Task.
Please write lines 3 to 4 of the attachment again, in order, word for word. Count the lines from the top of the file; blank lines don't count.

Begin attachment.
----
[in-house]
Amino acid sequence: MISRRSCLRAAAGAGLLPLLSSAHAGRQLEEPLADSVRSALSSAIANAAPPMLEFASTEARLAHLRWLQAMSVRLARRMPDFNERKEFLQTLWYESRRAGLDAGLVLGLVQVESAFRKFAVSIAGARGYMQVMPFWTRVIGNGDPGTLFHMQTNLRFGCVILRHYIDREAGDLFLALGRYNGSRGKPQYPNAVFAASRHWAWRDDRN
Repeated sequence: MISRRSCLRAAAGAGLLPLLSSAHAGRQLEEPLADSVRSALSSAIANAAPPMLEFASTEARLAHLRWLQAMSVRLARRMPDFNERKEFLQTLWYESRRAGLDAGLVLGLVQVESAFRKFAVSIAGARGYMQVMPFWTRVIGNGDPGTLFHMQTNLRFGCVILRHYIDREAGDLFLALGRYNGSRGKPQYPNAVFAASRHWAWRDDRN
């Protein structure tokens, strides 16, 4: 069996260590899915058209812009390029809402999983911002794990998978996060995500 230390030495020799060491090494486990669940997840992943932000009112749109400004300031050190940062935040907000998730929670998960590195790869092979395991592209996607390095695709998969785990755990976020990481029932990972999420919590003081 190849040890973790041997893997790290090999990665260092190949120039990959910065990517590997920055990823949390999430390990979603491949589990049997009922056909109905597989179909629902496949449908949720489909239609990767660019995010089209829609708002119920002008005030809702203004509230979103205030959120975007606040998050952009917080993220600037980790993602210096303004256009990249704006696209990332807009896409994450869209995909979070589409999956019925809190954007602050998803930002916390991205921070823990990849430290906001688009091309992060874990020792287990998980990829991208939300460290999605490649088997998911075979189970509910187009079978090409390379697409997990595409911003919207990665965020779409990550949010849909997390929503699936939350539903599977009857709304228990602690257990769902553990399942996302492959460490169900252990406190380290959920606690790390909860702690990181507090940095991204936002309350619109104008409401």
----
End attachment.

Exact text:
Repeated sequence: MISRRSCLRAAAGAGLLPLLSSAHAGRQLEEPLADSVRSALSSAIANAAPPMLEFASTEARLAHLRWLQAMSVRLARRMPDFNERKEFLQTLWYESRRAGLDAGLVLGLVQVESAFRKFAVSIAGARGYMQVMPFWTRVIGNGDPGTLFHMQTNLRFGCVILRHYIDREAGDLFLALGRYNGSRGKPQYPNAVFAASRHWAWRDDRN
């Protein structure tokens, strides 16, 4: 069996260590899915058209812009390029809402999983911002794990998978996060995500 230390030495020799060491090494486990669940997840992943932000009112749109400004300031050190940062935040907000998730929670998960590195790869092979395991592209996607390095695709998969785990755990976020990481029932990972999420919590003081 190849040890973790041997893997790290090999990665260092190949120039990959910065990517590997920055990823949390999430390990979603491949589990049997009922056909109905597989179909629902496949449908949720489909239609990767660019995010089209829609708002119920002008005030809702203004509230979103205030959120975007606040998050952009917080993220600037980790993602210096303004256009990249704006696209990332807009896409994450869209995909979070589409999956019925809190954007602050998803930002916390991205921070823990990849430290906001688009091309992060874990020792287990998980990829991208939300460290999605490649088997998911075979189970509910187009079978090409390379697409997990595409911003919207990665965020779409990550949010849909997390929503699936939350539903599977009857709304228990602690257990769902553990399942996302492959460490169900252990406190380290959920606690790390909860702690990181507090940095991204936002309350619109104008409401």